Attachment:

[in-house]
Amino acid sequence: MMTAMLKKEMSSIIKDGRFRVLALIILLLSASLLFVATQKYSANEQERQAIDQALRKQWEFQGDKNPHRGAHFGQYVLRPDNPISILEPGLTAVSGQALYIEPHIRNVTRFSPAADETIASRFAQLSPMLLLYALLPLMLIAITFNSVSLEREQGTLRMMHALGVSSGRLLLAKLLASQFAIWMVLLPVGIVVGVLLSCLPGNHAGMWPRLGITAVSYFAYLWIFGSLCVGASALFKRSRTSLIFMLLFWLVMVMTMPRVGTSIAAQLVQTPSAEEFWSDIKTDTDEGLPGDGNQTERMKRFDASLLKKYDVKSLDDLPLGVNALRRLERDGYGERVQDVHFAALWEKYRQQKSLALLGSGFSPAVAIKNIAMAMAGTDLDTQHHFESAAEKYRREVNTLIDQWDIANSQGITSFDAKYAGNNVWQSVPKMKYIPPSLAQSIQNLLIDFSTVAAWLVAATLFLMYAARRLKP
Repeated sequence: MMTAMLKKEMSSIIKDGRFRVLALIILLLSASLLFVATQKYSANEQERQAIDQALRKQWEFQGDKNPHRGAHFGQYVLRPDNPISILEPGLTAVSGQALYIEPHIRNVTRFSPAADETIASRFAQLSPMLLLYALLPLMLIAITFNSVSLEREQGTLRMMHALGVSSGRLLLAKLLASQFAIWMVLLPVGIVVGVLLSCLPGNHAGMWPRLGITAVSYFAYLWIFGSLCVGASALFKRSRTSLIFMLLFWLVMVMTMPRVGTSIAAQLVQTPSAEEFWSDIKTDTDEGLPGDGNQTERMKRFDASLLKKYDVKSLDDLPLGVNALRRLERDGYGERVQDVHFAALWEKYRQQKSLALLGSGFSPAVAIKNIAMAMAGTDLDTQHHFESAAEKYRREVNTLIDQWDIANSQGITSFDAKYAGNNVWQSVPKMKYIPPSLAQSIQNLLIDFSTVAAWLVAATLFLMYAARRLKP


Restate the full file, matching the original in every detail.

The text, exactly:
[in-house]
Amino acid sequence: MMTAMLKKEMSSIIKDGRFRVLALIILLLSASLLFVATQKYSANEQERQAIDQALRKQWEFQGDKNPHRGAHFGQYVLRPDNPISILEPGLTAVSGQALYIEPHIRNVTRFSPAADETIASRFAQLSPMLLLYALLPLMLIAITFNSVSLEREQGTLRMMHALGVSSGRLLLAKLLASQFAIWMVLLPVGIVVGVLLSCLPGNHAGMWPRLGITAVSYFAYLWIFGSLCVGASALFKRSRTSLIFMLLFWLVMVMTMPRVGTSIAAQLVQTPSAEEFWSDIKTDTDEGLPGDGNQTERMKRFDASLLKKYDVKSLDDLPLGVNALRRLERDGYGERVQDVHFAALWEKYRQQKSLALLGSGFSPAVAIKNIAMAMAGTDLDTQHHFESAAEKYRREVNTLIDQWDIANSQGITSFDAKYAGNNVWQSVPKMKYIPPSLAQSIQNLLIDFSTVAAWLVAATLFLMYAARRLKP
Repeated sequence: MMTAMLKKEMSSIIKDGRFRVLALIILLLSASLLFVATQKYSANEQERQAIDQALRKQWEFQGDKNPHRGAHFGQYVLRPDNPISILEPGLTAVSGQALYIEPHIRNVTRFSPAADETIASRFAQLSPMLLLYALLPLMLIAITFNSVSLEREQGTLRMMHALGVSSGRLLLAKLLASQFAIWMVLLPVGIVVGVLLSCLPGNHAGMWPRLGITAVSYFAYLWIFGSLCVGASALFKRSRTSLIFMLLFWLVMVMTMPRVGTSIAAQLVQTPSAEEFWSDIKTDTDEGLPGDGNQTERMKRFDASLLKKYDVKSLDDLPLGVNALRRLERDGYGERVQDVHFAALWEKYRQQKSLALLGSGFSPAVAIKNIAMAMAGTDLDTQHHFESAAEKYRREVNTLIDQWDIANSQGITSFDAKYAGNNVWQSVPKMKYIPPSLAQSIQNLLIDFSTVAAWLVAATLFLMYAARRLKP